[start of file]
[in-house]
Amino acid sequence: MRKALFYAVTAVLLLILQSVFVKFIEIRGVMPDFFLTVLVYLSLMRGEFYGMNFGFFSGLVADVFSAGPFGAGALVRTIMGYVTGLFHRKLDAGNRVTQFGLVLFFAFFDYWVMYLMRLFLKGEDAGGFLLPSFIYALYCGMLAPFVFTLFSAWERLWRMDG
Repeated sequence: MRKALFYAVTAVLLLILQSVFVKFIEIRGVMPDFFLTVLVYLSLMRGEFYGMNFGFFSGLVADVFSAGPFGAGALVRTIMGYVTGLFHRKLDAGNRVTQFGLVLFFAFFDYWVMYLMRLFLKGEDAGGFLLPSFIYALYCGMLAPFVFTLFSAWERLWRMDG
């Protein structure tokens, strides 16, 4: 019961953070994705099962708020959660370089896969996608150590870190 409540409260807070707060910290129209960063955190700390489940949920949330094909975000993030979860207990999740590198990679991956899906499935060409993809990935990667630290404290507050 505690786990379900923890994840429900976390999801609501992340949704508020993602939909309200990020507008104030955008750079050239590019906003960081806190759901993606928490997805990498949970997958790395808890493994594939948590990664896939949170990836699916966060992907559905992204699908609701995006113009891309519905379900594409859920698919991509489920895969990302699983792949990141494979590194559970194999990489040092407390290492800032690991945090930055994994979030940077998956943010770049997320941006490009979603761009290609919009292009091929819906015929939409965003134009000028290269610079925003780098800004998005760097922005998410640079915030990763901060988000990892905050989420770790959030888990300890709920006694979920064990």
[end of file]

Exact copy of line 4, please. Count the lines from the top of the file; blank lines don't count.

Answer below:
């Protein structure tokens, strides 16, 4: 019961953070994705099962708020959660370089896969996608150590870190 409540409260807070707060910290129209960063955190700390489940949920949330094909975000993030979860207990999740590198990679991956899906499935060409993809990935990667630290404290507050 505690786990379900923890994840429900976390999801609501992340949704508020993602939909309200990020507008104030955008750079050239590019906003960081806190759901993606928490997805990498949970997958790395808890493994594939948590990664896939949170990836699916966060992907559905992204699908609701995006113009891309519905379900594409859920698919991509489920895969990302699983792949990141494979590194559970194999990489040092407390290492800032690991945090930055994994979030940077998956943010770049997320941006490009979603761009290609919009292009091929819906015929939409965003134009000028290269610079925003780098800004998005760097922005998410640079915030990763901060988000990892905050989420770790959030888990300890709920006694979920064990």